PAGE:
We hear a lot from oil majors talking up their transition from oil to other energy sources. In fact, these companies represent a very small proportion of the market – about 10%. And even these standard bearers for the transition to renewables are doing it incredibly slowly.
There are a few significant projects – including Dogger Bank Wind Farm, Danish ‘energy islands’ and flare off reduction in Saudi Aramco. However, these projects pale into insignificance in a market that last year alone, in terms of the swaps value of the energy industry, was worth $3 trillion. Private companies who are not recognized by the average journalist are only too willing to take over the capacity left by the ‘High Street’ Majors. Most of these private companies don't have investor relations to worry about.
Although Big Oil may have an investment portfolio of $60-80 billion for renewables projects the numbers, just don't stack up in the context of a sector worth an annual $3 trillion transaction value. It seems we are not heading into a new golden (or Green) era anytime soon.
The rise of the NOCS and INOCS
Last year, we predicted that National and International Oil Companies (NOCs and INOCs) would be able to dictate supplies and prices. This is beginning to materialise – Saudi Aramco’s announcement that it is lowering production caused a bounce in oil prices to more than $50 in January 2021.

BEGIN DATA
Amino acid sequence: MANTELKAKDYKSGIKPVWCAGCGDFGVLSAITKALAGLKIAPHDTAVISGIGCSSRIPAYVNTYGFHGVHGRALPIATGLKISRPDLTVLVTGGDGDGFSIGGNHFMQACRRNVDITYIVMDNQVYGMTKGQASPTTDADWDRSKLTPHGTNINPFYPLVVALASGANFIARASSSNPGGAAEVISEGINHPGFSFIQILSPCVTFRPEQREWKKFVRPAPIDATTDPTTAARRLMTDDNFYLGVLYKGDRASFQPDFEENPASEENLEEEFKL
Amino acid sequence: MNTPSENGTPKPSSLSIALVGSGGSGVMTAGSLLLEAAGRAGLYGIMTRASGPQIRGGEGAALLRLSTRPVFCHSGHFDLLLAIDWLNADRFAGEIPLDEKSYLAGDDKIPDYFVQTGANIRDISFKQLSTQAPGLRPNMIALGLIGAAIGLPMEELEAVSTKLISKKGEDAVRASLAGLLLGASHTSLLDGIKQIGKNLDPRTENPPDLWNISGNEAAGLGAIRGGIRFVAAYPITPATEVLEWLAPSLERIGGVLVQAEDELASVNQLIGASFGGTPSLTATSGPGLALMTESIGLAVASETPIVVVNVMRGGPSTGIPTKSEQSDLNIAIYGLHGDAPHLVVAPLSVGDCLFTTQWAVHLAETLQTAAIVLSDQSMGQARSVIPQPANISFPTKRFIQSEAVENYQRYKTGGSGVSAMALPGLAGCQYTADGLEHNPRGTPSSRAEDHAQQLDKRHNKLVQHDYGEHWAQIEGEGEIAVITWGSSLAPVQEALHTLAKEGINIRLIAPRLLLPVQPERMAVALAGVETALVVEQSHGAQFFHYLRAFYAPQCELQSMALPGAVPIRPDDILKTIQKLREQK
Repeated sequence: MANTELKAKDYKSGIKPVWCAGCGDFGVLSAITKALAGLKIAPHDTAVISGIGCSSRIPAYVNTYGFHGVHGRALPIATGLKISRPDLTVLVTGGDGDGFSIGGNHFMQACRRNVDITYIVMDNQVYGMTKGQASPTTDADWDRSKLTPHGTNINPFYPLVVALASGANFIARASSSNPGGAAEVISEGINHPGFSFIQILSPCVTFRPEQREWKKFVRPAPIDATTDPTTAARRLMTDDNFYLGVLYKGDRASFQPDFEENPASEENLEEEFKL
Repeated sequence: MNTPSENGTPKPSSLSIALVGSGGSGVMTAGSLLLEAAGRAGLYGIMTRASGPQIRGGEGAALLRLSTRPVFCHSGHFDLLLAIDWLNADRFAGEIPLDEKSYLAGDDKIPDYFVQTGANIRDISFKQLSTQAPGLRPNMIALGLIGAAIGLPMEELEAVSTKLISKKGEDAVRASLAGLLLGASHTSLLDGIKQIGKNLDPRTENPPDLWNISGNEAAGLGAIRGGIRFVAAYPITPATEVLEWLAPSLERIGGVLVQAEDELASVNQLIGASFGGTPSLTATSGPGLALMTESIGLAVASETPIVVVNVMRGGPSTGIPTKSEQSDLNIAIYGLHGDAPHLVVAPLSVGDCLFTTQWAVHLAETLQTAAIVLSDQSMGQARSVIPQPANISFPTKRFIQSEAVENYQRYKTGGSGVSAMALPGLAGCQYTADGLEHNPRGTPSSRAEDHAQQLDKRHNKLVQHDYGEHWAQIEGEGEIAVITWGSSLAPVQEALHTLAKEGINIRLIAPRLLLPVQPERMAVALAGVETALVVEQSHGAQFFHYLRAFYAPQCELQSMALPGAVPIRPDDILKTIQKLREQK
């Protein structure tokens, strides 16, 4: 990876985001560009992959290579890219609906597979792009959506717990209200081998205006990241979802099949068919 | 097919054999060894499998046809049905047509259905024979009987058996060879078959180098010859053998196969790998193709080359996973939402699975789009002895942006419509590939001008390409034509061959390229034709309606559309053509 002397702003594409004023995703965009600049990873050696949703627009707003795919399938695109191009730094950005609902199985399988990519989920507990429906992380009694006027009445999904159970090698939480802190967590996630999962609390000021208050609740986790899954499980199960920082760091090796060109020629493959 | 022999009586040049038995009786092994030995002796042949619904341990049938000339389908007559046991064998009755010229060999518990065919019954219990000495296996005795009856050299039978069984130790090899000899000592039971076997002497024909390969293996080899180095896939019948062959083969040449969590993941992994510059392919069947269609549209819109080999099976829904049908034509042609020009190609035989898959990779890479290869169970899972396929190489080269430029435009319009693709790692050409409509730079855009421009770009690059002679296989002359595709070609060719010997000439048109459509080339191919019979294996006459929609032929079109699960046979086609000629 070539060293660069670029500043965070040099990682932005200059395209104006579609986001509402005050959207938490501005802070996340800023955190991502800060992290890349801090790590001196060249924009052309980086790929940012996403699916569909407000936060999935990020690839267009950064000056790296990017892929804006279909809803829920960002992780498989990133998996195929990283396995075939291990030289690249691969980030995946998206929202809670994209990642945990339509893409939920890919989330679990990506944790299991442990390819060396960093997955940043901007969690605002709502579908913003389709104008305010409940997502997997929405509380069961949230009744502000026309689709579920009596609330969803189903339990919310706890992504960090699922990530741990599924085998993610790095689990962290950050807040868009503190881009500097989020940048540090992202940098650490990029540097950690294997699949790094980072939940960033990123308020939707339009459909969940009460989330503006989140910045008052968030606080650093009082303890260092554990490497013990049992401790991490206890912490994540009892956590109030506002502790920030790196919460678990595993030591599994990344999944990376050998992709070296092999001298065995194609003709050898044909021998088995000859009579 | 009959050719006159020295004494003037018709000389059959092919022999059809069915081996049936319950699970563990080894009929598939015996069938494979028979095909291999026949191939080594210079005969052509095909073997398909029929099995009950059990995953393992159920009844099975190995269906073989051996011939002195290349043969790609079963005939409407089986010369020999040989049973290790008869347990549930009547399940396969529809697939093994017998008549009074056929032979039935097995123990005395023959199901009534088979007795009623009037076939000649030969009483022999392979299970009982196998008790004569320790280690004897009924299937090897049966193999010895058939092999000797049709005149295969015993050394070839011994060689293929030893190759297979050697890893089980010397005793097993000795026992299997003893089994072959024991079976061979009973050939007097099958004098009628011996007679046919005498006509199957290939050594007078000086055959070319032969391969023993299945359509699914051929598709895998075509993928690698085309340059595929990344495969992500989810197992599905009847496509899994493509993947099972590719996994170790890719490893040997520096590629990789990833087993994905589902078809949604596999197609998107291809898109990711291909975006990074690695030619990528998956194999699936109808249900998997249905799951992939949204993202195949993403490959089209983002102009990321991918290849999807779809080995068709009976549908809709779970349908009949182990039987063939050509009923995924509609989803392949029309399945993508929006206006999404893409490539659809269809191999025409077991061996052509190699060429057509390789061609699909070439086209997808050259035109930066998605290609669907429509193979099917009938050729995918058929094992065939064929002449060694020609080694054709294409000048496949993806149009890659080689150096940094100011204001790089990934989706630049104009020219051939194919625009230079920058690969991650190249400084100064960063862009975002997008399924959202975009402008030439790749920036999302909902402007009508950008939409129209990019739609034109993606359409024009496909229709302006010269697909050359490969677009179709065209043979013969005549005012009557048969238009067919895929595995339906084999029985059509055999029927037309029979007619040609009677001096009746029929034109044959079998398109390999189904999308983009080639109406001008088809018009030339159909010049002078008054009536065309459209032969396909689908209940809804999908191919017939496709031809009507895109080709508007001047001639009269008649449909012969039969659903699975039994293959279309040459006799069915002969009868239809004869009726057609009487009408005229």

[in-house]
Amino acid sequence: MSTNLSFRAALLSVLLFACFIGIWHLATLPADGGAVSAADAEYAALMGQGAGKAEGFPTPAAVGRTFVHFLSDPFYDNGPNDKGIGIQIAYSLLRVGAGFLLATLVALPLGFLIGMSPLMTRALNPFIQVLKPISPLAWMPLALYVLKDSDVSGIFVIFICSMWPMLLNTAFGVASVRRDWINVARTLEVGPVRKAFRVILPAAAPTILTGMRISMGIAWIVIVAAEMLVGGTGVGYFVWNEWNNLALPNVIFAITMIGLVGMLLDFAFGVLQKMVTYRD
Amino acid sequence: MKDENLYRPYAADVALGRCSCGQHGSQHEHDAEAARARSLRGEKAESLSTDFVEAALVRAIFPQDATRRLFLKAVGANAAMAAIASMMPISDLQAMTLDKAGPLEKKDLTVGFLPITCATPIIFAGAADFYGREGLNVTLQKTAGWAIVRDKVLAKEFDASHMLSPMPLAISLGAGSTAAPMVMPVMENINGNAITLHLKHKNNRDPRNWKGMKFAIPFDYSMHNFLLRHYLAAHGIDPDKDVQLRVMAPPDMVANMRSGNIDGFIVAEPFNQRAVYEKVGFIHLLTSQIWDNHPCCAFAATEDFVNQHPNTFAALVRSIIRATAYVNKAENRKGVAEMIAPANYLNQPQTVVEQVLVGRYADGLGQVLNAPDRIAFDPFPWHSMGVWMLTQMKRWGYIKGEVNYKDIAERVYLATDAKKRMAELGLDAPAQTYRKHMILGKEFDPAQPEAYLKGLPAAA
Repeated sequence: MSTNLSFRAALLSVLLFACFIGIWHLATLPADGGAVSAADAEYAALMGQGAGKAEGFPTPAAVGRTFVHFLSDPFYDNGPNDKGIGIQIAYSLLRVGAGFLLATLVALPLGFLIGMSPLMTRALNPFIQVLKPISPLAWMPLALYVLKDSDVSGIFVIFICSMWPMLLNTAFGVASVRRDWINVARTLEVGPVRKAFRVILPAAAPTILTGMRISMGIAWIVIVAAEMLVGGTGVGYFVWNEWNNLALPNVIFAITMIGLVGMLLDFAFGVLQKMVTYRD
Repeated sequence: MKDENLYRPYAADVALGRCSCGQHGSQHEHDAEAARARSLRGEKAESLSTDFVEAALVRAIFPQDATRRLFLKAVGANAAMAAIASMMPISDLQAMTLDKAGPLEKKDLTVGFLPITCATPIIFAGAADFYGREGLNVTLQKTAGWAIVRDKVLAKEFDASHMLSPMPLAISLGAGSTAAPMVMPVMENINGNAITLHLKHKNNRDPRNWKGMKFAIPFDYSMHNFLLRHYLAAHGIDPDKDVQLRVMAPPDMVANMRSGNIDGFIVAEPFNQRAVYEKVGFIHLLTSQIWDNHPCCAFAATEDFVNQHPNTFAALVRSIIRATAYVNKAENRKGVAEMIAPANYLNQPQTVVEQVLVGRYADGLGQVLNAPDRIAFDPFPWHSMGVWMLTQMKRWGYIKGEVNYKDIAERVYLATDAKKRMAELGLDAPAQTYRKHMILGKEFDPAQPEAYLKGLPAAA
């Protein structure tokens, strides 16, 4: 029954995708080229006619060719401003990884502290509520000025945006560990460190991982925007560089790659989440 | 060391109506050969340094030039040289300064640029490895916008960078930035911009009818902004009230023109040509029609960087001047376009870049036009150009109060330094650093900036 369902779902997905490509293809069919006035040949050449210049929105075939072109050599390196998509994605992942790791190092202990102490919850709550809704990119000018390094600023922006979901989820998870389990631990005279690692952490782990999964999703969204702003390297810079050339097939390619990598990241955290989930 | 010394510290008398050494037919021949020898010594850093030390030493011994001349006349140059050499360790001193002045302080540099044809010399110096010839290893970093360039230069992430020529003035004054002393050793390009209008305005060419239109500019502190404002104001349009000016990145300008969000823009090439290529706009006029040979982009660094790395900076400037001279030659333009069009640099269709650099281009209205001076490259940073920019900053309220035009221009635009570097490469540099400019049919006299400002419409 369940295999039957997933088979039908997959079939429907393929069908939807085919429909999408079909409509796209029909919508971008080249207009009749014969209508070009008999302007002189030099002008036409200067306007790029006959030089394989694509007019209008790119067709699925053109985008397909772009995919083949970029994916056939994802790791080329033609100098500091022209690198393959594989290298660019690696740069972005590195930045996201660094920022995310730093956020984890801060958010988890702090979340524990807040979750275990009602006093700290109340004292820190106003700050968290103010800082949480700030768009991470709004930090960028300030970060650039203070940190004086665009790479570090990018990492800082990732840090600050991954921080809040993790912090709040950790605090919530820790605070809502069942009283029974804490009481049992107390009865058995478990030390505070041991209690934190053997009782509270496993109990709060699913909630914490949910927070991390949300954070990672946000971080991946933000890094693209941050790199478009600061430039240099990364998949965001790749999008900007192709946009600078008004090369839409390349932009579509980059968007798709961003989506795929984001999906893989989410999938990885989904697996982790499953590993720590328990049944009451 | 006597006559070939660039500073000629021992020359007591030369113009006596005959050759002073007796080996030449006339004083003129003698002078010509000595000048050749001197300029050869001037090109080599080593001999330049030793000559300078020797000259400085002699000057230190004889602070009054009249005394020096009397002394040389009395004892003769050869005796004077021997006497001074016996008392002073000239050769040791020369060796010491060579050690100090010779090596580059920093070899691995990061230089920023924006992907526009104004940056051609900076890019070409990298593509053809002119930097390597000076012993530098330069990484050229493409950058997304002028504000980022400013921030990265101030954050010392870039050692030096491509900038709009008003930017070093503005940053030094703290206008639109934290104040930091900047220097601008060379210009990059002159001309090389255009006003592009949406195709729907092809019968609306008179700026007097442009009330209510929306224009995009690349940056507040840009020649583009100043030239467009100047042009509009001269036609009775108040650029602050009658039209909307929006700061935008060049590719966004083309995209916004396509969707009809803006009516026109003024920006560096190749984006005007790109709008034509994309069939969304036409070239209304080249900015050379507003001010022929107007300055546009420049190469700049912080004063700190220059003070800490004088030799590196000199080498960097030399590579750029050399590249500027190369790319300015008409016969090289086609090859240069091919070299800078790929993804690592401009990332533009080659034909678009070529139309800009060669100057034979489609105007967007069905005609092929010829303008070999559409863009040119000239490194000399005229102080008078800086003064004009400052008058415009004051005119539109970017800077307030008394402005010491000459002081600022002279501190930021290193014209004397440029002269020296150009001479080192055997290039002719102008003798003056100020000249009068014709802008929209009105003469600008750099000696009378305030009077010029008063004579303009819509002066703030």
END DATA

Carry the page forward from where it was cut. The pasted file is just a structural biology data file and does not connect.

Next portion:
Even assuming that demand stays still and does not increase, NOCs and INOCs are set to expand their influence. In a long run of low oil prices – around $40 or less – NOCs and INOCs will effectively govern and rule the oil production portfolio.
Saudi Aramco can wind up and wind down production in a matter of days. In contrast, it is not possible to switch off an oil rig in the Gulf of Mexico, or a liquefaction plant in the Arctic Circle. These are stranded cost assets.
Many of these assets were built for a lifespan of 10 to 20 years, based upon a predicted bullish pre-COVID Ford forecast of prices ranging between $60 to $90. But that won't materialise. Oil prices are likely to be between $20 and $30 less, as much as 50% less than predicted, over the next 10 years.
In response, some companies have written down assets. BP wrote down assets some time ago, protecting it from the sudden market shock Exxon Mobil experienced recently. Exxon Mobil wrote down – through share price depreciation and its own voluntary reduction on its books – $110 billion-worth of assets last year.
Oil price is now all about supply infrastructure shocks. Demand is inelastic. It’s not like alternatives exist today or indeed tomorrow outside the very richest countries. None of this really exists on any kind of commercial scale. Yet, on the supply side, NOCs, INOCs and large private companies can switch the taps on and off at will.
We predict oil prices will remain in a long-run equilibrium of around $40-$60. But the backdrop to that is an extremely volatile market with price swings greater than we have ever seen before. Opportunities abound, and the NOCs, INOCs and private companies are best placed to exploit them.
In a market with price fluctuations and oversupply, it is challenging to maintain revenues and manage credit risk management. A single view of the commodity supply chain is vital.
Amphora is a unique provider in today's LNG marketplace. We offer CTRM and Shipping services under one roof, allowing LNG clients to go to market quicker and for significantly lower cost. In October 2020 Amphora set up a strategic partnership with nGenue, the market leader in Natural Gas ETRM and retail operations software. For more information, please visit amphora.net.